• Join over 1.2 million students every month
  • Accelerate your learning by 29%
  • Unlimited access from just £6.99 per month

"The movement made Martin rather than Martin making the movement." How far was King's role in the Civil Rights Movement essential to its success?

Extracts from this document...


"The movement made Martin rather than Martin making the movement." How far was King's role in the Civil Rights Movement essential to its success? "Martin Luther King is one of America's most controversial figures."1 Contemporary and modern historians are "bitterly divided in their assessment of him"1, and the extent to which his words and actions contributed to the betterment of black Civil Rights. Anthony Badger maintains that: "no person was more important"6 than King, a view popularly held by those outside the movement throughout the 20th century; whilst Ella Baker controversially claimed: "the movement made Martin"3, representing opposition to the traditional idea that King was a "saintly figure to many."1 Primarily it is the notion that "King was led rather than leading"1, causing debate over whether a Martin Luther King myth has been allowed to evolve. Though, once more counter-argument suggests "the wisdom of his strategy and tactics"1 to be his significant contribution to the movement. ...read more.


Yet "similar boycotts in other cities met with little success", and also "the MIA was largely ineffective in challenging other forms of discrimination."2 White's analyses would suggest King's inability act decisively. Sanders credits King for "mastermind[ing] a pilgrimage to Washington"1, but also explains how the SCLC lacked the ability to consolidate: "sustained local campaigns for specific gains proved more difficult for SCLC."1 King's leadership in this case has been highlighted as lacking organisation or real direction, showing inadequate long-term insight. However, the difficulties of King's position as head of a new black Civil Rights group are aptly explained by Sanders: "As always, one of the greatest organisational problems he face was the local and national black divisions."1 Though this would excuse the SCLC's lacking gains on a legislative front, it fails to account for King's inability to mobilise the people of Atlanta, and thus the SCLC's early shortcomings and the failure to achieve its primary objective - encouraging blacks to vote, are evidence enough for revisionists to question King's leadership skills. ...read more.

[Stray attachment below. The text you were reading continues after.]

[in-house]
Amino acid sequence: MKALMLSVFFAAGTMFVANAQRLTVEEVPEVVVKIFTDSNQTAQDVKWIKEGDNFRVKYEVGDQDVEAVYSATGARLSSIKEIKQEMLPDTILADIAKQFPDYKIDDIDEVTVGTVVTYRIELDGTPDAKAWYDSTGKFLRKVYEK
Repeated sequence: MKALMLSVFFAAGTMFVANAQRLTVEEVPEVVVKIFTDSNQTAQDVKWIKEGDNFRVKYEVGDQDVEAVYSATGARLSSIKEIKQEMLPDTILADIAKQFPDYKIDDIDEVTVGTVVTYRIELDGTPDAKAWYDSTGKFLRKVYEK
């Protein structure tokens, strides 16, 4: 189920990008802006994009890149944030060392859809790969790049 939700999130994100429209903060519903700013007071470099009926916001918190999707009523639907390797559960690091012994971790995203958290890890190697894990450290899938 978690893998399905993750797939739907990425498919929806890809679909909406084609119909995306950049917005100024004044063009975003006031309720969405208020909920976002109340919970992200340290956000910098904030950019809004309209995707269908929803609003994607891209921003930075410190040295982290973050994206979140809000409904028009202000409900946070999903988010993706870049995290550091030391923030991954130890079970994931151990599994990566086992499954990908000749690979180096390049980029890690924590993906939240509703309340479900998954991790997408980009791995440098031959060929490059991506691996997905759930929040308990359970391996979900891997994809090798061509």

Perhaps unfairly, King's ability is also challenged in view of the SCLC's contribution to the 'Albany Movement'. White's view of the fact that the Albany activists "did not welcome the SCLC presence and were openly critical of King's 'charismatic' leadership style"2 demonstrates the inter-organisational pressures SCLC had to operate under. King's efforts, however, were also seen as a blunder, as he failed to account for the lack of publicity as a result of an absence of white violence to black protest, exposing King's reactionary approaches and bad planning. Yet, Lewis defends King, claiming "It was the planning, the organizing, the strategy that he brought with him that brought change"9, and believes "it was a miscalculation on the part of a number of people that a spontaneous appearance by Martin Luther King could bring change", thus implying that King's responsibility for the failure was not entire. 1028 words - will use wider range of sources when my books arrive!! ...read more.

The above preview is unformatted text